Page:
Hard-hit countries step up virus measures as cases mount

Updated 15 Aug 2020


US extends ban on non-essential travel through border crossings with Canada and Mexico. — Reuters/File
US extends ban on non-essential travel through border crossings with Canada and Mexico. — Reuters/File

LONDON: Countries among the hardest hit by the coronavirus unveiled further control measures on Friday to battle rising cases, hitting summer tourism and aspects of everyday life around the globe.

The US Department of Homeland Security said it was extending a ban on non-essential travel through border crossings with Canada and Mexico throughout most of September “to slow the spread” of the disease.

Meanwhile Britain added France to its list of countries hit with a mandatory two-week quarantine for returning holidaymakers from Saturday, as Paris confronts a resurgent second wave of infections.

Confirmed cases in France reached levels not seen since May on Wednesday and Thursday, at over 2,500 new cases per day.

Neighbouring Spain said it would close all nightclubs and ban smoking in the street where people are unable to stay at a safe distance, after the country reported almost 3,000 cases in 24 hours on Thursday.

“Personally I think it’s stupid, it’s over the top,” Madrid-based translator Julien Garcia said about the smoking ban.

In Germany, the Robert Koch Institute for disease control added all of Spain except the Canary Islands to its list of regions where incoming travellers must show a negative test for Covid-19 or quarantine for 14 days.

Austria urged its citizens to return from popular Mediterranean destination Croatia before similar rules come into effect on Monday, while Serbia introduced mandatory testing for travellers from four neighbouring countries.

And thousands of Albanians queued in their cars at the Greek border, hoping to squeeze across and return to work before tougher entry requirements designed to brake mounting infections come into effect.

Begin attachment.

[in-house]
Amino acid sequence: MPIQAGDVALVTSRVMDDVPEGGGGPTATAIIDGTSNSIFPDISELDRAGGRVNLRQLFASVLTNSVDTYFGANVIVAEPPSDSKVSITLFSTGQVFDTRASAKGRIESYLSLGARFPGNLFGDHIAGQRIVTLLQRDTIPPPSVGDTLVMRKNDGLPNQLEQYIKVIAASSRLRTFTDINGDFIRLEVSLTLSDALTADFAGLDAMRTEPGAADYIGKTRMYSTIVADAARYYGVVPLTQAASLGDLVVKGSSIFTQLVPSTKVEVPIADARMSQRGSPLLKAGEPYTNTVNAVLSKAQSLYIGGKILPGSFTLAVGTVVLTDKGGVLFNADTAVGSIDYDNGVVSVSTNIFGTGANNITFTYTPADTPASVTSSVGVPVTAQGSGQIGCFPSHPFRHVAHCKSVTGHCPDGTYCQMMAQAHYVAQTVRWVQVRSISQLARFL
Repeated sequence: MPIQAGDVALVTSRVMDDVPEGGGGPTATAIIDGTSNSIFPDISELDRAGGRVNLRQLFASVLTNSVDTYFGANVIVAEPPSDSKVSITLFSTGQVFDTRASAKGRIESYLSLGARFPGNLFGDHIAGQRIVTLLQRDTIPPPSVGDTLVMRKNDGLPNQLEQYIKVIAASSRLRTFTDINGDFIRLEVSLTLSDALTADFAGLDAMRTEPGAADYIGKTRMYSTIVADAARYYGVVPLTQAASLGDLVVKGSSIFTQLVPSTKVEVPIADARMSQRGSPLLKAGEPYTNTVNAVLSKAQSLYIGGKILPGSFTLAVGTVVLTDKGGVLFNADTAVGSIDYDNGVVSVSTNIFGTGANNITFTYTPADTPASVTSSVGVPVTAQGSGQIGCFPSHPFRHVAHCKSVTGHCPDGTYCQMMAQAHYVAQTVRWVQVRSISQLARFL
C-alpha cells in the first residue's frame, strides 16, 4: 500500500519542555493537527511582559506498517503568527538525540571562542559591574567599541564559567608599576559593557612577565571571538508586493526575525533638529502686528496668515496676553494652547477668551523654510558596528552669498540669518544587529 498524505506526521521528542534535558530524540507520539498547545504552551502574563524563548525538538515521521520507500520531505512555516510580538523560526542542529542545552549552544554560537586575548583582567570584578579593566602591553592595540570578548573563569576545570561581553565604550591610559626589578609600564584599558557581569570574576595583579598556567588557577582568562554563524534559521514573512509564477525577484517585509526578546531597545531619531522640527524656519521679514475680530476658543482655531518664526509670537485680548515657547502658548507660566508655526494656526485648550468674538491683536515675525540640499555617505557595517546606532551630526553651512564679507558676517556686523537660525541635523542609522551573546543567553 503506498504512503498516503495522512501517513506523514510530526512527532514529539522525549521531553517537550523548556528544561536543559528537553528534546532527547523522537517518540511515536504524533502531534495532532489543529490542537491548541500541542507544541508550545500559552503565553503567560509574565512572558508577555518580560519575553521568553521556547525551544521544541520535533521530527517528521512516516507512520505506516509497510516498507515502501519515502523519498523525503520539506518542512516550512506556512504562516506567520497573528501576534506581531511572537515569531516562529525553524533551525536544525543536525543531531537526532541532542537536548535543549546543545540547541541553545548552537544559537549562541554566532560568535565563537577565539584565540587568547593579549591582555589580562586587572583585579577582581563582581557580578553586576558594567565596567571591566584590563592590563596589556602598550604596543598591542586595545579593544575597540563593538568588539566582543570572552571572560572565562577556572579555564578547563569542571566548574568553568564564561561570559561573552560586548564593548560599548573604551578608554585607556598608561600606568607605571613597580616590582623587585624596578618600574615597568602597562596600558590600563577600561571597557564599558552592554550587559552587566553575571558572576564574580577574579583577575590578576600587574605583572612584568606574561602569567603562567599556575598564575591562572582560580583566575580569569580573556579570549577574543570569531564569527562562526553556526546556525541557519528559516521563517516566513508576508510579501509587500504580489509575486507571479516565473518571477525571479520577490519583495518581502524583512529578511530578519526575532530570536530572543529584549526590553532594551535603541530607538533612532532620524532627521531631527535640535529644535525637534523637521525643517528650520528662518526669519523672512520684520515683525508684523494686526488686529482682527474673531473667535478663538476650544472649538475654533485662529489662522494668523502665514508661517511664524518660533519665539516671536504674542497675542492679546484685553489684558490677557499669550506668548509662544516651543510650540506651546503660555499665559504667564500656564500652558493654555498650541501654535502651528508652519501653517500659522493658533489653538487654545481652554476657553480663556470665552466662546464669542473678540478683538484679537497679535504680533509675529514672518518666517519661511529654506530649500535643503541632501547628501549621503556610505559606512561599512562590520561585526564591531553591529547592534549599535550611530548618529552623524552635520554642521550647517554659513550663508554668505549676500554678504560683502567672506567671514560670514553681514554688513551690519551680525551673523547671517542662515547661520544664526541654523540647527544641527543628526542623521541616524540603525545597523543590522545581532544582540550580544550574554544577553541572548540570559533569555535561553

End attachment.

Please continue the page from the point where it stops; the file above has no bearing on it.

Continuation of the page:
Some people had been waiting for three days in the 20-kilometre, 4,000-car jam, an Albanian police source said.

Around the world, the number of confirmed cases rose to almost 21 million according to a tally from official sources, with nearly 755,000 people dead.

The United States has suffered the most deaths at 167,253, followed by Brazil with 105,463, Mexico 55,293, and India with 48,040.

France and the Netherlands have now joined Spain and several other European nations on Britain’s quarantine list, having at first been granted exemptions.

French student Antoine, 23, had to rush back to Bristol, where he is at university, cutting short his summer holidays.

“I’m a waiter in a small caf near college, I can’t afford to spend 14 days in the house,” he said at London’s St Pancras railway station after getting off a Eurostar train.

French holidaymakers in the UK will be faced with tough choices of their own, as Paris swiftly announced a “reciprocal measure”, although it was unclear when that might be imposed.

The Netherlands also said it would advise against all but essential travel to Britain, but will not impose a quarantine of its own for incoming travellers.

With more than 41,000 deaths caused by COVID-19, Britain is the worst-hit country in Europe and Prime Minister Boris Johnson has been criticised over his handling of the crisis.

A slew of data on Friday revealed the scale of the economic impact of the virus and punishing lockdowns, with Hungary, Bulgaria, Romania, the Netherlands, Finland and Denmark all booking hefty hits to GDP in April-June.

“Never before” has the Dutch economy suffered shrinkage of 8.5 percent in a single quarter, the CBS statistics office said, while Denmark and Hungary both reported their worst slumps since the early 1990s.

Published in Dawn, August 15th, 2020